In February 1995, during the holy month of Ramadan, a collective panic caused by the presumed presence of a shape-shifting spirit took hold of the island of Zanzibar. In local folklore 'popobawa', or bat wing in Swahili, is an evil spirit that descends on people in the night and casts a harmful shadow. It is said to enter rooms where people are sleeping to carry out acts of violence on innocent victims.

People who reported being visited by popobawa recall frightening apparitions preceded by an unpleasant smell. While under the influence of the spirit, they were in a state of lucid wakefulness but unable to move their limbs - a type of sleep paralysis and out-of-body experience. The harm inflicted by the popobawa ranged from suffocation to anal rape of men and women, according to those who reported encounters. The spirit would also force the victims to report what happened to them to their village community, threatening to come back if they didn't obey. As reports of attacks mounted, a general panic set in.

Fearing visitations from popobawa, residents of towns and villages started to gather in groups to sleep outdoors, in forests and in mosques for months on end. Some villages sought the assistance of 'waganga', or witchdoctors, to confront and eradicate the apparitions. In the search for culprits, local people were often accused of being popobawa, interrogated by the community and witchdoctors and subjected to acts of violence to get them to confess.

There had been incidents of popobawa panic on Zanzibar and neighbouring Pemba island before but the outbreak of communal panic in the 1990s, which preceded the first multi-party elections in the history of the islands, quickly took a nasty turn with foreigners, soothsayers, the mentally ill and itinerant labourers blamed for the attacks and publicly lynched by villagers desperate to make the attacks stop. Since 1995, only a couple of bouts have been reported in 2000 and 2007.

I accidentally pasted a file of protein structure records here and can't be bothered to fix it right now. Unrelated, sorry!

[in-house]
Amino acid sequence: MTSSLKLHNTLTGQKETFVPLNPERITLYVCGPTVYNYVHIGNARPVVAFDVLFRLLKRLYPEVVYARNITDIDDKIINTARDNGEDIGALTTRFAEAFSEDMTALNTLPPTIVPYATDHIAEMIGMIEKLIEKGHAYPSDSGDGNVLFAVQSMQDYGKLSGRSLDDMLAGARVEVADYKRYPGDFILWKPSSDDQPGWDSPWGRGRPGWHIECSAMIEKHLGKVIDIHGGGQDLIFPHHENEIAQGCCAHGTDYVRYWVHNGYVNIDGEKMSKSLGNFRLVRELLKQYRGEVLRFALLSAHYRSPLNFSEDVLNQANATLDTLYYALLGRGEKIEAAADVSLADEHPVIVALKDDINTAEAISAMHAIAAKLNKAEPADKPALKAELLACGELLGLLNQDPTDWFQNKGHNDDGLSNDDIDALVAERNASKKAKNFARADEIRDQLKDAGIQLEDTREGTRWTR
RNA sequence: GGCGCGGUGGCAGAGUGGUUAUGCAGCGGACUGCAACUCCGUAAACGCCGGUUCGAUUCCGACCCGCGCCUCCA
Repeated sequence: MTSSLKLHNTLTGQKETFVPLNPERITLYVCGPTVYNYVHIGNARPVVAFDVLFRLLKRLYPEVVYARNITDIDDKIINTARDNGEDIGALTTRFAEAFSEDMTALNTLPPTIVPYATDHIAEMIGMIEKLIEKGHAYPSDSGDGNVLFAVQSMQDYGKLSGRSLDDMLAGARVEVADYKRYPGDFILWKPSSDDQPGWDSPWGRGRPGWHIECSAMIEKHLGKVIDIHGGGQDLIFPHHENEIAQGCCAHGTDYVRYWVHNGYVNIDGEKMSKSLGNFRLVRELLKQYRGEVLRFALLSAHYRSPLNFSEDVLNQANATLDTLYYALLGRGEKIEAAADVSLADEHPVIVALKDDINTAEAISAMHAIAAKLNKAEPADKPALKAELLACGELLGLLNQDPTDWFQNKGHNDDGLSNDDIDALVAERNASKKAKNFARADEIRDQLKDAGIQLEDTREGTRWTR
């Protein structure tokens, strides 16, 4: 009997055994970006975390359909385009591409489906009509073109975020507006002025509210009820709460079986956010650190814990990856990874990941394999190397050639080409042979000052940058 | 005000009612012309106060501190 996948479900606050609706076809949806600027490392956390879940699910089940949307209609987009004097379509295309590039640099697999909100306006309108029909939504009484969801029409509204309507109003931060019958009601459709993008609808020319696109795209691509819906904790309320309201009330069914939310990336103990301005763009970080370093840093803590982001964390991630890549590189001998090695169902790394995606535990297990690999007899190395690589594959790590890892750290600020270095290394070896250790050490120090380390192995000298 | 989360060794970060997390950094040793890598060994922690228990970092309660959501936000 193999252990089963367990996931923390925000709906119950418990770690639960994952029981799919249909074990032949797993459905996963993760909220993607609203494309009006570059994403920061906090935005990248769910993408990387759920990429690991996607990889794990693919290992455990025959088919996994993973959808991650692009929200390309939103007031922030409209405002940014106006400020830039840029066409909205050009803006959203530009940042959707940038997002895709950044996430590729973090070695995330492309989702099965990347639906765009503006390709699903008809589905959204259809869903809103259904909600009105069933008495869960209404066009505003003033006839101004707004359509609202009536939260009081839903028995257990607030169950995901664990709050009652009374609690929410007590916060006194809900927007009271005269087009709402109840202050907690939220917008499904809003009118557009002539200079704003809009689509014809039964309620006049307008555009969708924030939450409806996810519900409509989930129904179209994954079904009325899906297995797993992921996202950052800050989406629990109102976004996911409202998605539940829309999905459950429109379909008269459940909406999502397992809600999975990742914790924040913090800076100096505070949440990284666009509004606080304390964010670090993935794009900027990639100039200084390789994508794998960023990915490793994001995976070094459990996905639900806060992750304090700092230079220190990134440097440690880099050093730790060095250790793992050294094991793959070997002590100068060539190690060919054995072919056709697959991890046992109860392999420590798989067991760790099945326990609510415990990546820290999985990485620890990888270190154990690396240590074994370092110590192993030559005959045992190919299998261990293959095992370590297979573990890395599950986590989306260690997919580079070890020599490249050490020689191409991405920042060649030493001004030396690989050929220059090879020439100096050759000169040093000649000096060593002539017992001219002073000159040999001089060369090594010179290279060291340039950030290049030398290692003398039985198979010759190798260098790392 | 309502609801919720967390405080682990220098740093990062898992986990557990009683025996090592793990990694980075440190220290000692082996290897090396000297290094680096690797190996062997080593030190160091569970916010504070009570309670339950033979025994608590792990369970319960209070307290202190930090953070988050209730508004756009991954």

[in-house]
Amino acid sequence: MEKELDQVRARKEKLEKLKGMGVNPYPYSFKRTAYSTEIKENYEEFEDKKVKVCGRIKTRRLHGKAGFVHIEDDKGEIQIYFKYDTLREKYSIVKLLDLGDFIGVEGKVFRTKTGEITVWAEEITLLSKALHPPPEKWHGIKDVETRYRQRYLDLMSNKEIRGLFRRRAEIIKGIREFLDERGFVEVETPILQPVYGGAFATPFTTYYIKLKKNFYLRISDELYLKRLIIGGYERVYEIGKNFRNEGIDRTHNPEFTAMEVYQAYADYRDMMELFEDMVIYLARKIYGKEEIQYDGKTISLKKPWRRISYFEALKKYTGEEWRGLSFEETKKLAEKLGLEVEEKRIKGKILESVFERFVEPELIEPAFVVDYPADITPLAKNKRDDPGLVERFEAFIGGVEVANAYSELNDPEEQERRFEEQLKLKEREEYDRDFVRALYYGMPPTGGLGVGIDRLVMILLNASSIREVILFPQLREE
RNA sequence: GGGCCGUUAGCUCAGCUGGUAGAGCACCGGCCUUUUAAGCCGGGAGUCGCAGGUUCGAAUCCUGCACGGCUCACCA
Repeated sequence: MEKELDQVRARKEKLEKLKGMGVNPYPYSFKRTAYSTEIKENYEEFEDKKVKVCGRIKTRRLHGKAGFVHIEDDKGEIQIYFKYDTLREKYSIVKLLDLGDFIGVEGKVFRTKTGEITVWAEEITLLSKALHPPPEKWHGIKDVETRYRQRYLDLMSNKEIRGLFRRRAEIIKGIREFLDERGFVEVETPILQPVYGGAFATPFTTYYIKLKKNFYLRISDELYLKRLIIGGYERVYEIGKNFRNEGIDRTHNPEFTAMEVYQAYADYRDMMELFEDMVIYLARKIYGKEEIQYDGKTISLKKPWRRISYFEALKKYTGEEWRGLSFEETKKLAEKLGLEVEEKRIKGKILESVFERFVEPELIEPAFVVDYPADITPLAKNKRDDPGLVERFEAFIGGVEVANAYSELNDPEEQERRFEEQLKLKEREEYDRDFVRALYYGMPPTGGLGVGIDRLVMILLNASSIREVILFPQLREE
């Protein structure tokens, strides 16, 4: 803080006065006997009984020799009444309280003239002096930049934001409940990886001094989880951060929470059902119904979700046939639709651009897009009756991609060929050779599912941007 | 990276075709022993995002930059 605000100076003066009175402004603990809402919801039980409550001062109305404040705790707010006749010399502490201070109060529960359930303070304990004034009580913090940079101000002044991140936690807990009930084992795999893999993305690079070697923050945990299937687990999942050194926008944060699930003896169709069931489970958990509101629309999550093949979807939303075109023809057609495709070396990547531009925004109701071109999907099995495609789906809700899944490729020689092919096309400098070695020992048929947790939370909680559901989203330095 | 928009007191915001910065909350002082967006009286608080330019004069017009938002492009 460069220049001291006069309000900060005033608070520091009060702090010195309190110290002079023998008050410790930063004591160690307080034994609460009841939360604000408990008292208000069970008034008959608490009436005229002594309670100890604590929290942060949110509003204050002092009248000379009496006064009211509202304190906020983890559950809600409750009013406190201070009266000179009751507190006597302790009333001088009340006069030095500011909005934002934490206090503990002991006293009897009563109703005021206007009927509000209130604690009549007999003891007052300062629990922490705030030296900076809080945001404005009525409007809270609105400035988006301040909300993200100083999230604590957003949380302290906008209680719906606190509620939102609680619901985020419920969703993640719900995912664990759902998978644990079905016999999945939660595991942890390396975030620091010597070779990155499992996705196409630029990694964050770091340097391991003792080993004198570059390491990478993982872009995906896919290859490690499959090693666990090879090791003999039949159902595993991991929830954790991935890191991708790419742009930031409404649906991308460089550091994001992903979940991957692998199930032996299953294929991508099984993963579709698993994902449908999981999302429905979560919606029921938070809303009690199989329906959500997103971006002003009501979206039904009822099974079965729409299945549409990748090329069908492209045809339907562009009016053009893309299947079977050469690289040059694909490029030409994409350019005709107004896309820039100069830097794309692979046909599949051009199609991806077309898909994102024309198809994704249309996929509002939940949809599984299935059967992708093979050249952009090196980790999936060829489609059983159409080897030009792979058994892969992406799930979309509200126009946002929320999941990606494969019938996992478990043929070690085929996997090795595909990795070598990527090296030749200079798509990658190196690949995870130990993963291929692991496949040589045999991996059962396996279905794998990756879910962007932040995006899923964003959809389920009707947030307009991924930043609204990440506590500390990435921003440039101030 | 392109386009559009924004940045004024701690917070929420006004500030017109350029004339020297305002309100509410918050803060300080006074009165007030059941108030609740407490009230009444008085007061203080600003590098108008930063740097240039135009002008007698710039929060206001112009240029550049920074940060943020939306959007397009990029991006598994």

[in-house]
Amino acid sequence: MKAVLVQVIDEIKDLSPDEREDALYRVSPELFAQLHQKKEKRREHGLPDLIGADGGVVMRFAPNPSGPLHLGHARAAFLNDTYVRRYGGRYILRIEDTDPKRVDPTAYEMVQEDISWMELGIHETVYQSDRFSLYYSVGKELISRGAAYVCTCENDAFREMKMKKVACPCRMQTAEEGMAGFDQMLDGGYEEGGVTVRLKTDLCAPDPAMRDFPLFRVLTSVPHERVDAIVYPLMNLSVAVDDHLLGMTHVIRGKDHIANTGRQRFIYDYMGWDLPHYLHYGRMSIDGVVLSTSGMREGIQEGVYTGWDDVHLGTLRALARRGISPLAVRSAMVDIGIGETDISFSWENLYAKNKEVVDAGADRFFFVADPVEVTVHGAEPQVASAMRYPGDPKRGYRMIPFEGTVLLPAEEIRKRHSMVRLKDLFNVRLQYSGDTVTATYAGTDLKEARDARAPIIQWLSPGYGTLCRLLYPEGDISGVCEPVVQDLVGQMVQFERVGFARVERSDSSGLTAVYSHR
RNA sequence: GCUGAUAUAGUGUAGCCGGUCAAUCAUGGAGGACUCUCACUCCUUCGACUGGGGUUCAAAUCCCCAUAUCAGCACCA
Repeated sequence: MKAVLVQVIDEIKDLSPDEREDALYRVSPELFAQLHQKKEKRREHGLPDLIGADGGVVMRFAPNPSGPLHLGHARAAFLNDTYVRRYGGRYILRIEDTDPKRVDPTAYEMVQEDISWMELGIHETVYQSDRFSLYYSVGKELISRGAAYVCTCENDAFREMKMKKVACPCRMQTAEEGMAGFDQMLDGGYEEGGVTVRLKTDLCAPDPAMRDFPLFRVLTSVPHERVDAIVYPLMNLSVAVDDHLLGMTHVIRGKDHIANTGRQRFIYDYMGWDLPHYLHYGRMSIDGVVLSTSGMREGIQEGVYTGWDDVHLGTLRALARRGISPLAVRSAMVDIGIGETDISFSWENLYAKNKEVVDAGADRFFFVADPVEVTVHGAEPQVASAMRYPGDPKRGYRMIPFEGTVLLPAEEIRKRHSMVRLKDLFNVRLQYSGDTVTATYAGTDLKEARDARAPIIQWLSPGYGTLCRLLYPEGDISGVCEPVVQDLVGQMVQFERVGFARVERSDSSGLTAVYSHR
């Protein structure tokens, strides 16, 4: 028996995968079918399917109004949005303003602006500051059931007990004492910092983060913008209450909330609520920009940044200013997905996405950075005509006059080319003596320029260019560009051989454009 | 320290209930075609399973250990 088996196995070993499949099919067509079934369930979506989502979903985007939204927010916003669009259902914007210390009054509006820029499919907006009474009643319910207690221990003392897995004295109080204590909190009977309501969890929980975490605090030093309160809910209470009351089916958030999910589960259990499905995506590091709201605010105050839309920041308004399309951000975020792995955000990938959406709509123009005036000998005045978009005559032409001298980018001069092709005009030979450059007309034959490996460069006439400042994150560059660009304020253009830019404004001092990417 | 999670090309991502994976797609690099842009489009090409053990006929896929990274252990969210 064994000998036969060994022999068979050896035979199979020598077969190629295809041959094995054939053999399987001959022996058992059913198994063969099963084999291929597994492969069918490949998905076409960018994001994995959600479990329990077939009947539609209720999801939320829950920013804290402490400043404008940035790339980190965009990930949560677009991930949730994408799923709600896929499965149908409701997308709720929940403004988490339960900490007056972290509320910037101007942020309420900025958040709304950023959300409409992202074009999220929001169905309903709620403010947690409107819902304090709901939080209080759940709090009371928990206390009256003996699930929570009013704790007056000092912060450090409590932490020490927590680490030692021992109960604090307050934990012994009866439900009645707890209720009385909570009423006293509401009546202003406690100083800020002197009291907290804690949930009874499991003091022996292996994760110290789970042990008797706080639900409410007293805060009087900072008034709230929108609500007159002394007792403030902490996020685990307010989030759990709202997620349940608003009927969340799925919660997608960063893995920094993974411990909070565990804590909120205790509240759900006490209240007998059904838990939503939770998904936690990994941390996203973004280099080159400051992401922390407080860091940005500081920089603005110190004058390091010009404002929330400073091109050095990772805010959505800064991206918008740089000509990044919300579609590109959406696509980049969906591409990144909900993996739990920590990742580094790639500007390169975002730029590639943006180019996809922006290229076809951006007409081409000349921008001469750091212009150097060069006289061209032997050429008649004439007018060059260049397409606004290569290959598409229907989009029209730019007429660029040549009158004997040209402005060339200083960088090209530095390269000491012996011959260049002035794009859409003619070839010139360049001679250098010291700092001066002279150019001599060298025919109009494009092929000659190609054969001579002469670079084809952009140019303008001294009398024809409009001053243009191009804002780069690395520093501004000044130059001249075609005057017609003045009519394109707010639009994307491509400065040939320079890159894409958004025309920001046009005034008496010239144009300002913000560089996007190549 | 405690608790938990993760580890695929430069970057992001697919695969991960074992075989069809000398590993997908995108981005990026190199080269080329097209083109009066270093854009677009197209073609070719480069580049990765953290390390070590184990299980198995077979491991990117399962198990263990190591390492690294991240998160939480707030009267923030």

During the months of panic, numerous narratives spread to explain the terrifying phenomenon. People speculated that they were caused by conflicts between magic forces, sorcerers battling each other. Others thought that an angry sheikh had released a jinn in the 1970 which he soon lost control of. Though most agree that the phenomenon was not politically motivated the first incidents happened shortly after a the Zanzibar Revolution of 1964, when the mainly Black African population overthrew the Sultan of Zanzibar and his mainly Arab-dominated government. The outbreak in 1995 coincided with the islands' first multi-party elections and some speculated that the ruling Chama Cha Mapinduzi (CCM) party used the general panic and disorder to disrupt the election process and distract the population from voting for its rival, the Chama Cha Wanachi (CUF).

Interestingly, Zanzibar functioned as East Africa's predominant slave market in the 19th century and the notion of popobawa could also be explained as a collective trauma that resides in the unconscious, recalling the horrors of slavery trans-generationally. In the grey zone between wakefulness and sleep, people might recall stories of slavery and the anxiety of political upheaval, economic transition and a turbulent time in the country's history.

Lorenzo Maccotta, who has spent much time on the islands of Zanzibar and Pemba, explored the dusky hours to visualise the environment surrounding these events.
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